This week, two articles drew my attention, one on the EU-US free trade agreement in the New York Times, the second, a Moscow Times piece on the EU-Russia visa free travel debate. The first spoke of the importance of a new trade accord between Brussels and Washington hinting at difficulties along the way despite low customs tariffs and high regulatory convergence between the two. Tensions heightened as the United States was asked to agree with EU rules and standards. Yet, the piece was unemotional, business-like and rather friendly. On the other hand, the EU-Russia piece was full of blame and negative emotion. The Kremlin threatened retaliation if Brussels did not lift visas for Russia by the end of 2013. A decision on this is expected at the next EU-Russia summit in December 2012.

The difference between the two narratives was striking, as may be the outcome. Two big, powerful countries, both strategic partners of the EU, handling Brussels so very differently. The United States, despite its strength on the global arena and relatively pushy attitude elsewhere, seems to have recognized and respected the EU's normative supremacy. Sooner or later, Washington will likely agree to European norms paving the way for trade talks to begin. For the Russians, however, getting something out of the EU is a matter of national pride. Both the Kremlin and ordinary citizens alike consider the EU's unwillingness to lift visa requirements as a sign of disrespect towards Russia, perhaps even as punishment. The same goes for the EU-Russia trade talks. The Russians do not take the EU's technical criteria and posturing seriously, chalking it up to nothing but political decision-making by the heads of 27 member states. Russia believes it is too important for the EU to be ignored. Of late, one hears similar rhetoric being used by officials in Kyiv.

While both the United States and Russia, and even Ukraine, matter to Brussels, there is a clear line that the EU is not ready, willing or even capable of crossing. The EU's global strength comes largely from rules and norms that are created through consensus. Those who want to benefit from relations with the EU will have to adapt and pay the price.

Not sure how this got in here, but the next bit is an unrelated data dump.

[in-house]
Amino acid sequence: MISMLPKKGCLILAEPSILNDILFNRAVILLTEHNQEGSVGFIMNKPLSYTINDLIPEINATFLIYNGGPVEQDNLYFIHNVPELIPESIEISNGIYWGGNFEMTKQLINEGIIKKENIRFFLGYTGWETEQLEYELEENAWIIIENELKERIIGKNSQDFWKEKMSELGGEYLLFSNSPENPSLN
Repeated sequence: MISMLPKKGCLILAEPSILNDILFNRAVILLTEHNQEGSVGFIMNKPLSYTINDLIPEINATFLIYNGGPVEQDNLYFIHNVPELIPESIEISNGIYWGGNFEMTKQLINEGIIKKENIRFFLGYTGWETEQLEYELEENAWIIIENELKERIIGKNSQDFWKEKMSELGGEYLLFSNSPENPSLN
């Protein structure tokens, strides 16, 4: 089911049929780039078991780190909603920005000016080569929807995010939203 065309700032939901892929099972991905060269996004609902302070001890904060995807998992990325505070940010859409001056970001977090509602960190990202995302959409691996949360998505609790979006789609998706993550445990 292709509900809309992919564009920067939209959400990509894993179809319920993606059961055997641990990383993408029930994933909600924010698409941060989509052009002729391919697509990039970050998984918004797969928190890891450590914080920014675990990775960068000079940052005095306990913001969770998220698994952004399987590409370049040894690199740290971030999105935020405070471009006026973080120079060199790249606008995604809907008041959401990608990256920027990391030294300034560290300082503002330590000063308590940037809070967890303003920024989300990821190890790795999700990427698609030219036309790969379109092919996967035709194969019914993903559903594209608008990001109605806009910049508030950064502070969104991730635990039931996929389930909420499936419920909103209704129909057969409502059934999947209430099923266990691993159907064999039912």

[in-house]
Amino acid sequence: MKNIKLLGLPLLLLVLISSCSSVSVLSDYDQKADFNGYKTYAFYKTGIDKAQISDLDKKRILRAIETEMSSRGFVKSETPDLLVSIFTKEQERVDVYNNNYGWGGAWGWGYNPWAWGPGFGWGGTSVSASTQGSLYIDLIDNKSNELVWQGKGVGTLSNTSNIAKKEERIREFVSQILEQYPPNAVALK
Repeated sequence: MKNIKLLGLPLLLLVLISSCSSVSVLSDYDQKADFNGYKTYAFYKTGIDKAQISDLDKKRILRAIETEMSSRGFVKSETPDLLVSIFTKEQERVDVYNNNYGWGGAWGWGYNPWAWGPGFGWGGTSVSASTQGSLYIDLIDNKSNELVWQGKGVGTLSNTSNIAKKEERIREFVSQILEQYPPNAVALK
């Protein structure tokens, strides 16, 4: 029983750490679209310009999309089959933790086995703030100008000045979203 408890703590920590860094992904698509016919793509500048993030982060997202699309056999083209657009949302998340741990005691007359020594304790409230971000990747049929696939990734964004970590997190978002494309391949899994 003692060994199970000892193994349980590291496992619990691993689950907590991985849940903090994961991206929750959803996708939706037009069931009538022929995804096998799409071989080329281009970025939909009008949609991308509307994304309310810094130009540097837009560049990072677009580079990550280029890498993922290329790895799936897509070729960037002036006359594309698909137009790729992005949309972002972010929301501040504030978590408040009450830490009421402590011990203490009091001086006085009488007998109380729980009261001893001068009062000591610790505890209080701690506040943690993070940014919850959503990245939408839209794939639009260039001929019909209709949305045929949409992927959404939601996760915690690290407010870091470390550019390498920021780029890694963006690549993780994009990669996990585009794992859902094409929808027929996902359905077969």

Take the case of the possible free trade zone running from Lisbon to Vladivostok proposed by president Putin in 2010. If Putin were really serious about the project, the EU could potentially be interested, at least from an economic point of view. Yet, it would have to be fully in accordance with the EU's rules and regulations. As the EU-U.S. free trade debate suggests, there can be no negotiation on competition rules or sanitary and phytosanitary measures if a free trade area were to be created.

It is important for the EU to remain open to its neighbors in the east. Be that through trade or travel liberalization. Both will serve as a tool for transforming societies in Russia, Ukraine, and Moldova, even if only in the long run. However, the EU should be wary of three things.

First, it has to strictly adhere to its own conditions before signing any agreements. This is a matter of credibility, above all vis-à-vis its neighbors. Second, the EU should be fair towards its neighbors and make a firm commitment to sign an agreement as soon as the latter meet agreed upon conditions. Lastly, the EU should avoid politicizing the debate, especially when it comes to the issue of prioritizing who gets visa free travel in the region.

Russia, Ukraine, and the EU’s other neighbors will have to learn that ultimatums will not work with the EU. In fact, they are counter-productive. Such measures alienate the Union, forcing it to reject proposals coming from the east; the EU will not compromise on its norms. In short—blackmail is not the way to go.